Raga is not just melody, it’s a living soul – Rose Okada

Raga is not just melody, it’s a living soul – Rose Okada

A child prodigy, Rose Okada was born in Detroit, Michigan into a musical family and began her study of western classical music as a child. Beginning with the piano at age five, she added violin at age six and later the guitar at age twelve. From a young age, she played violin in a string quartet with her sisters.

She performed in orchestras for over twenty years, including an eight-country European tour in 1974. Rose sang in performances at Carnegie Hall and Lincoln Center in 1979 as a member of the Wayne State University Symphonic Choir along with the Detroit Symphony Orchestra. In 1988 Rose relocated to Portland, Oregon.

Rose began her study of Indian classical music in 1990 by taking a few introductory lessons with violin virtuoso, Dr L Subramaniam. She says in one interview that she took two years to unlearn what she had learnt in Western Classical music, 'to empty the cup' before filling it up again with Indian music. “Once you know how to do things you can see the similarities, but the best way is to totally start again.” For instance she says the Sarangi is played with the cuticle rather than the finger tips as one does in Western instruments, and so one can slide one’s fingers while playing the instrument.

She studied Hindustani vocal with Nirmal Bajekal, a student of Prabha Atre. Rose travelled eight times to India for Hindustani music study from 1992 until 2001. She studied Hindustani violin in Mumbai with D.K. Datar and began studying tabla in 1991. During 1994 and 95 she became a student of Ustad Zakir Hussain with tabla classes in Seattle. She says that while it is commonly understood that raga is the melody of the music and tala is rhythm, “raga is much deeper than just the melody it is a living soul.”

She also studied tabla with Pandit Samir Chatterjee and Hom Nath Upadhyaya of Nepal. In 1994 Rose began her study of the Kirana style vocal and sarangi, soon becoming disciples of both the vocal genius, Pandit Pran Nath and sarangi maestro, Ustad Hafizullah Khan. Khansahib was the son of the great vocalist, Ustad Abdul Wahid Khan and Khalifa (hereditary head) of the Kirana Gharana. Rose accompanied Pandit Pran Nath on the sarangi in raga classes and performances in Portland, San Francisco, New York, Delhi, Bremen and in Paris.

Indian music holds a special place in Rose’s heart. “Indian Classical music’s most distinctive character lies in its intuitive and spiritual nature with the individual musician as nucleus of this divine art form. It is he or she, having mastered their craft through years of sadhana, riyaz and sacrifice with the blessings of the guru, surrendering to the spontaneity of the music where they soar above the realms of expectation every time they sing or perform on their instrument while showing their own individual genius. And in that journey lies the joy and liberation of the world that listens,” she says.

Speaking about the Gharana tradition of Indian classical music, Rose says, “Gharana in Hindustani Classical Music is based on a rich musical lineage, born through the concept of Guru-Shishya parampara. The concept of gharanas include a lineage of hereditary musicians, their disciples and the particular style of music they represent. In the case of Khayal gharanas, a performance style can be considered a gharana style if it has endured through approximately three generations of continuous cultivation.”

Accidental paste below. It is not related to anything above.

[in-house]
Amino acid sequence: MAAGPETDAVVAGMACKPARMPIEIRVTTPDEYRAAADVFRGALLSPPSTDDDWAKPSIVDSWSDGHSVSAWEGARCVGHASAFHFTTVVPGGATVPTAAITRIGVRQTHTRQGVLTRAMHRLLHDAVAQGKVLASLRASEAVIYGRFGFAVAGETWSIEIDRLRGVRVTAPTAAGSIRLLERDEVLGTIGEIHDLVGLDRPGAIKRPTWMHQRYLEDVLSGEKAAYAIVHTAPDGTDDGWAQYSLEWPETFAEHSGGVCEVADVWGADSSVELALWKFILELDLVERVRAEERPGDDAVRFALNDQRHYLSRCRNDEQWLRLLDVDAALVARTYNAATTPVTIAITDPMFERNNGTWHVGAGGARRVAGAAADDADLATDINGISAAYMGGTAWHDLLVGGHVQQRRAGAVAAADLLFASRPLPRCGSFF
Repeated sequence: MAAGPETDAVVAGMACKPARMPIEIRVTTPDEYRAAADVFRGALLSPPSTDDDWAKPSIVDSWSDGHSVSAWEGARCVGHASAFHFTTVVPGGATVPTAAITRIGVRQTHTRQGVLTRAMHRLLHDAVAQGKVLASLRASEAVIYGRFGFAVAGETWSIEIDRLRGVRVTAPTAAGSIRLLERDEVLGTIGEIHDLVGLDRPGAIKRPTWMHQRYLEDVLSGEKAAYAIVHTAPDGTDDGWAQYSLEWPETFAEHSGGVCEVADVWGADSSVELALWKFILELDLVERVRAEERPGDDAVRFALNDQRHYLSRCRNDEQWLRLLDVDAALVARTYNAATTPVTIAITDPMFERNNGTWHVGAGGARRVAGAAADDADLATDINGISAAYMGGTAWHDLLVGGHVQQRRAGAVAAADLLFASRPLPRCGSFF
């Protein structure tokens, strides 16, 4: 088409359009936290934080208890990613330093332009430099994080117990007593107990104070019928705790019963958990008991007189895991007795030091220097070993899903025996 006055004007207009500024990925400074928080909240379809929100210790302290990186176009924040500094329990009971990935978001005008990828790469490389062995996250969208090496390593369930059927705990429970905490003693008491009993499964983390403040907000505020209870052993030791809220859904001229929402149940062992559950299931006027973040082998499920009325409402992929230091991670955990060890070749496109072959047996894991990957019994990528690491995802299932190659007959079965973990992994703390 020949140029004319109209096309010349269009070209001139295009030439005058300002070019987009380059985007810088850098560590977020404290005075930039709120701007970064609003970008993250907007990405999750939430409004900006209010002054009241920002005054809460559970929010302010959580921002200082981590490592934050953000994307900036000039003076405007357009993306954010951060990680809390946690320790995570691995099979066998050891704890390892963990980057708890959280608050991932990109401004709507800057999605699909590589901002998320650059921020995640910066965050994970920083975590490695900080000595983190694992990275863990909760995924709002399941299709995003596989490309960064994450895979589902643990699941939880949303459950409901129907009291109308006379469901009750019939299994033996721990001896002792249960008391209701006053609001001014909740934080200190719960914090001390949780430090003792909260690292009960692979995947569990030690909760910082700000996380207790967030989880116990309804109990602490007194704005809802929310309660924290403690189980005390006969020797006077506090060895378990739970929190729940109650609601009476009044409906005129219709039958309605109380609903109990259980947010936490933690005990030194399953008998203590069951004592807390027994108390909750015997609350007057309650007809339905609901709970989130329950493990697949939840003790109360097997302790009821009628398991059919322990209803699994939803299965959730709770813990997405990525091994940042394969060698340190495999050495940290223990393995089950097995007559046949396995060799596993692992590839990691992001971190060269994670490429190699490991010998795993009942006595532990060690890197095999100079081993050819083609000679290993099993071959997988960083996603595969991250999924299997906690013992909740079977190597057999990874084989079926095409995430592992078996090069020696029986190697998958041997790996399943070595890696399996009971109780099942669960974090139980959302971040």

Rose explains her understanding of the concept of Gharanas – “Ghar means home or family and most gharanas are named by the city of its founding musician. Each gharana emerged from a creative genius whose musical ideas were passed through the generations to bring forth a new style and approach to the music in form, pitch, vocal tone and interpretation. These traditional musical lineages had to sustain themselves through oral, highly secluded and sometimes secretive modes of instruction. The gharanas flourished in clusters, which preserved and enhanced the music flowing from gurus to disciples.”

Interview with Rose Okada

Over the years, Rose has given many performances and school lecture demonstrations on the classical music of North India. She brought Ustad Hafizullah Khan to the United States three times, performing with him on sarangi and tambura in Portland OR, San Francisco, Seattle, and New York City. In 2002, after the passing of Khalifa Hafizullah Khan, Rose began studies with Khansahib La Monte Young, an American composer, singer and director of the Mela Foundation and the Kirana Center for Indian Classical Studies in New York City.

In 2003, Rose became a board member of Kalakendra Society for the Performing Arts of India. Kirana West of Portland Oregon was founded on the inspiration of Ustad Abdul Wahid Khan, Pandit Pran Nath and Ustad Hafizullah Khan, with the goal of continuing their work through performances and a music school. Rose also has a great interest in the continuation of the art of sarangi playing and in sharing this beautiful instrument with the West. She teaches sarangi in Portland and New York.

She says that while the Sarangi is described as a solo instrument, it is actually played with the table for rhythmic accompaniment and with the tambura to set the Sa. So when the three instruments are playing, one feels a “deep sense of oneness” says Rose.

(Rose Okada plays seven instruments and is the vocal disciple of Pandit Pran Nath (disciple of Ustad Abdul Wahid Khan) and sarangi and vocal disciple of Ustad Hafizullah Khan (son of Ustad Abdul Wahid Khan). She is based in the US. (www.kiranawest.com)